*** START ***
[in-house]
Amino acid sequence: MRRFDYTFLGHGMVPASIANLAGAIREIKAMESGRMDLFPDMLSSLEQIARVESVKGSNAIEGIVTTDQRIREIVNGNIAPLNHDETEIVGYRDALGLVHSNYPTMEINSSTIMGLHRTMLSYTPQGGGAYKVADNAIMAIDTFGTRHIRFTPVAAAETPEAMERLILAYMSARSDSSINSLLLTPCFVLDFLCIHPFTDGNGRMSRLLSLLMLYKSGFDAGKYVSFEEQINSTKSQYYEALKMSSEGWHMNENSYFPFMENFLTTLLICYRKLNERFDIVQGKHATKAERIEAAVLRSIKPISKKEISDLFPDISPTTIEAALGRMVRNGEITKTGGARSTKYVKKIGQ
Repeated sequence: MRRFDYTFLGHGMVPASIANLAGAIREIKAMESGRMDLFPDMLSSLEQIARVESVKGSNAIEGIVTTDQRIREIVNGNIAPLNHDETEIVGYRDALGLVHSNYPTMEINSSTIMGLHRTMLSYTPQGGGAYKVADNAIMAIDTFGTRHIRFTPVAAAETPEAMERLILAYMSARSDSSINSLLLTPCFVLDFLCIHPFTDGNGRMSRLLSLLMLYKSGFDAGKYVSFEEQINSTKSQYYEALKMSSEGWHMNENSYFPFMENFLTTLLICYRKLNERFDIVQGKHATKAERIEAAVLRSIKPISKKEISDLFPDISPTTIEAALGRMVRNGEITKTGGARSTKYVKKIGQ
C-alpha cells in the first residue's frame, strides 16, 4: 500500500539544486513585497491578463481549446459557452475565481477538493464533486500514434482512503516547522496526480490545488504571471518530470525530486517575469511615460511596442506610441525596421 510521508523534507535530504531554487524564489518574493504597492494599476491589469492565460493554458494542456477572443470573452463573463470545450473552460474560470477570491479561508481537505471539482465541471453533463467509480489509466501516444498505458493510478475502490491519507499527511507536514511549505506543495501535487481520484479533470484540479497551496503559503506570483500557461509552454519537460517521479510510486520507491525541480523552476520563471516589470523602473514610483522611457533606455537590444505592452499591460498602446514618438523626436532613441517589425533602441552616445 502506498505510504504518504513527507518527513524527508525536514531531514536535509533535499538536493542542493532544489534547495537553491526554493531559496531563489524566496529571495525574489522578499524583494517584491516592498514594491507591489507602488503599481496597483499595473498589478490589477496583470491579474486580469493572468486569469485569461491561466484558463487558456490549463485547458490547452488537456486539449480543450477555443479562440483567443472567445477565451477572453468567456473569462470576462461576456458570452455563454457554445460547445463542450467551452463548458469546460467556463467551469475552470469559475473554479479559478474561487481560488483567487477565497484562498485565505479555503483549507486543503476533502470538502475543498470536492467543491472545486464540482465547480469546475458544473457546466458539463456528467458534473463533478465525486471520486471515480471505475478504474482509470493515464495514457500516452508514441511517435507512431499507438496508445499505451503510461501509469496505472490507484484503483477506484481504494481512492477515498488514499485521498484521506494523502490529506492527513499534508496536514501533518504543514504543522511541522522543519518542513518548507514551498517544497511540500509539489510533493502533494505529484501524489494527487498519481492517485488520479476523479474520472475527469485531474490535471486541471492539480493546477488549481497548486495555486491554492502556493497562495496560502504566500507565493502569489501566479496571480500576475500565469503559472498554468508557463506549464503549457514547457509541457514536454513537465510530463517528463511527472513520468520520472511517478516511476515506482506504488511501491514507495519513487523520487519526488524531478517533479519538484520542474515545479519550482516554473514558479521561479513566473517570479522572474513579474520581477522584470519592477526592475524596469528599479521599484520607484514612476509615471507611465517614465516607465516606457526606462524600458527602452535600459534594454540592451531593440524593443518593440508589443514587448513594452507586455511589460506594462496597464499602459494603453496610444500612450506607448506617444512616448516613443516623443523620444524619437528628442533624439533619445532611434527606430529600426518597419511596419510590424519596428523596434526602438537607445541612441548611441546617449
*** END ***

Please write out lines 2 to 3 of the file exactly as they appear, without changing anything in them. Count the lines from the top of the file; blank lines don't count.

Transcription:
Amino acid sequence: MRRFDYTFLGHGMVPASIANLAGAIREIKAMESGRMDLFPDMLSSLEQIARVESVKGSNAIEGIVTTDQRIREIVNGNIAPLNHDETEIVGYRDALGLVHSNYPTMEINSSTIMGLHRTMLSYTPQGGGAYKVADNAIMAIDTFGTRHIRFTPVAAAETPEAMERLILAYMSARSDSSINSLLLTPCFVLDFLCIHPFTDGNGRMSRLLSLLMLYKSGFDAGKYVSFEEQINSTKSQYYEALKMSSEGWHMNENSYFPFMENFLTTLLICYRKLNERFDIVQGKHATKAERIEAAVLRSIKPISKKEISDLFPDISPTTIEAALGRMVRNGEITKTGGARSTKYVKKIGQ
Repeated sequence: MRRFDYTFLGHGMVPASIANLAGAIREIKAMESGRMDLFPDMLSSLEQIARVESVKGSNAIEGIVTTDQRIREIVNGNIAPLNHDETEIVGYRDALGLVHSNYPTMEINSSTIMGLHRTMLSYTPQGGGAYKVADNAIMAIDTFGTRHIRFTPVAAAETPEAMERLILAYMSARSDSSINSLLLTPCFVLDFLCIHPFTDGNGRMSRLLSLLMLYKSGFDAGKYVSFEEQINSTKSQYYEALKMSSEGWHMNENSYFPFMENFLTTLLICYRKLNERFDIVQGKHATKAERIEAAVLRSIKPISKKEISDLFPDISPTTIEAALGRMVRNGEITKTGGARSTKYVKKIGQ